Not as dainty as we look
Butterfly Cycle? Lame. Dragonfly Cycle? Now We’re Talking.
Unfortunately, I spend most of my life in nymph stage after hatching. I’ll be the first to admit that this was an unattractive stage in my life. My eyes are creepily oversized, and I wasn’t a fan of the ugly brown color. As a larva, I live in the water of ponds while growing for several years. My gills are internal, and I must expand and contract my abdomen to move water over them. Our gills have evolved to this location so that we can push the water out at the butt, which boasts us to catch prey (Tait, 2006). The gills allow respiration to occur because oxygen diffuses through the water.
I have to wait until spring brings warm temperatures to come out and shed my nymph skin. The layer of skin I lose is called my eluvia, and I don’t miss it since I then metamorphosis into my adult years. I appreciate my thin and colorful body as an adult. In this phase, I respire as oxygen travels through tubes of my trachea system. With my beautiful wings, the two months I spend as an adult dragonfly is too short considering it’s the best part of my life.
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A Growing Dragonfly Needs Protein
I may look delicate, but I’ll come right out and admit the truth. I'm a carnivore, and I love protein. Maybe you think it’s terrible I love eating unsuspecting prey, but they taste so good to me. As a nymph, tadpole, small fish, and water insects better beware; I’m coming for them. I can eat a lot of food, and I don’t ever regret it. Good thing for my Poseidon-like swimming abilities that allow me to catch up to almost anything I decide is dinner. If any prey does try to out swim me, I can shoot water from my butt for an extra boast. Then I use the hooks on my lower lip to capture prey.
Once I take my adult form, I don’t lose my skilled hunting abilities. Now I can use flight while making my legs into a basket and pick up prey. Dragonflies are categorized under Odonata because in greek this means "one with teeth." We evolved to have serrated teeth on our mandibles to help us chew. Humans should thank me, because my diet is mainly made up of those pesky mosquitoes that bother them so much. However I’m not picky, so bees, flies, and other insects also suffice. Now is when my Zeus-like flying abilities help considering I can execute quick turns, accelerate in a second, and go backwards if necessary (Wang, 2008). I can fly like this because of the way my wing structure has evolved: two pairs of wings. Don’t underestimate a dragonfly.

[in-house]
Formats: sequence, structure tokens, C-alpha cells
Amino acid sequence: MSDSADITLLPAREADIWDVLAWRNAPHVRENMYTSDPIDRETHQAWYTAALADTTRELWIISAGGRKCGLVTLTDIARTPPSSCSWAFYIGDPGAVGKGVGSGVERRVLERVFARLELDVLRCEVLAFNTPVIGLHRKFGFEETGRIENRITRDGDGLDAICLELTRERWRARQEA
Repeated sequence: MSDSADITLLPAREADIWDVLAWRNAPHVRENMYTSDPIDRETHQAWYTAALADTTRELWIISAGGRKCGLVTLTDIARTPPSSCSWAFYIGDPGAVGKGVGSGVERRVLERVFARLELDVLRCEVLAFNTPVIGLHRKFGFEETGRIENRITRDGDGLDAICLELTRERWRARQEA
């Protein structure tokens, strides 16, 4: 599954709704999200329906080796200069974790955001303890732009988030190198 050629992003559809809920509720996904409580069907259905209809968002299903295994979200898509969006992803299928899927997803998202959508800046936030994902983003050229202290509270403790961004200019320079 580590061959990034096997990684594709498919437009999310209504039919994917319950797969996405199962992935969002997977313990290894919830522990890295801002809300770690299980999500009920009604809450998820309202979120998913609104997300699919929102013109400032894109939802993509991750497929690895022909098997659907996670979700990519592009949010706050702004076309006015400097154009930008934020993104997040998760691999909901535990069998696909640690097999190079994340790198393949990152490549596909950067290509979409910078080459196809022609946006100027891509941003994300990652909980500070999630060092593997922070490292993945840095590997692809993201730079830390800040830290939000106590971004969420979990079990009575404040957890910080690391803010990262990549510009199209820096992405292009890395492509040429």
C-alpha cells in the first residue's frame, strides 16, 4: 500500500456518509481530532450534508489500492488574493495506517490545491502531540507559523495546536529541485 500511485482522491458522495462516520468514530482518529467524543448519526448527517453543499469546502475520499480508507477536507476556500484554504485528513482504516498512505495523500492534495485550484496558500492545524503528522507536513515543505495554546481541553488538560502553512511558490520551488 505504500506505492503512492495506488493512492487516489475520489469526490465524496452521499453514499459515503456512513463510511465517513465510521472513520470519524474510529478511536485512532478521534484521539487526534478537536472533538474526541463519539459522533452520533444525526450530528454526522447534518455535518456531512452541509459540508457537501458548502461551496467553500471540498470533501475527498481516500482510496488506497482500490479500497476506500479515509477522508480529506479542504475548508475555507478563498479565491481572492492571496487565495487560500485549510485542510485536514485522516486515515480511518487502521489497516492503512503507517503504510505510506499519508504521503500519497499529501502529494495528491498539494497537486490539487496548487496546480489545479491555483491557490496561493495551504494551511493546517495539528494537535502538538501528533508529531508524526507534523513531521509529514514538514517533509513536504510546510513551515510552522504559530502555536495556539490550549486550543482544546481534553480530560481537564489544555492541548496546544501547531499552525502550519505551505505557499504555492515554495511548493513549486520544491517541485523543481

I May Be Close, But I’m Not Invincible
Scientists Love Us
Scientists seem to be fascinated by dragonflies, not they I blame them; we’re cool. Dr. Wiederman didn’t understand how we could target one prey amongst many. He inserted an electrode in my sister species, the Emerald dragonfly, and gave the dragonfly multiple targets while observing through an LSD screen (Wiederman, 2013). They discovered our ability to focus is based on primate-like stimuli, which gives us the ability to pay complete attention to only one prey at a time. This research displays our nervous systems are pretty complex and amazing.
The Birds and the Bees for Dragonflies
Male dragonflies are seriously overprotective about mating territory. Weak dragonflies won’t get the chance to reproduce, only dominate. Females aren’t as competitive with each other as males. Once the male initiates mating, he will attach to the female using his legs-it's not necessary for them to land, they can mate while flying. Before starting fertilization, the male uses his hamulus to remove any sperm the female might be carrying from past mates to ensure his genes are the ones passed on. After this, the male will fertilize the female, which can take from fifteen minutes to over an hour (Mead, 2013).
We Just Can't Stay Still
Mead, K. (n.d.). Biology and Ecology: Dragonfly Biology 101. Retrieved May 1, 2016, from http://www.mndragonfly.org/biology.html
Wiederman, & O'Carroll. (n.d.). Selective Attention in an Insect Visual Neuron. Retrieved May 1, 2016, from http://www.ncbi.nlm.nih.gov/pubmed/23260469
Breslin, S. (n.d.). Dragonflies: Nature's Most Vicious Predators. Retrieved May 1, 2016, from https://weather.com/news/news/dragonflies-vicious-predators-20130405
Tait, K. (n.d.). Evolution of Dragonflies. Retrieved May 1, 2016, from http://www.sas.upenn.edu/~tait/evolutionofdragonflies.pdf
Wang, J. (n.d.). Wing Structure Allows Rapid Acceleration: Dragonfly. Retrieved May 1, 2016, from http://www.asknature.org/strategy/51b1ad882ccc3fce497b5ac6d493ef41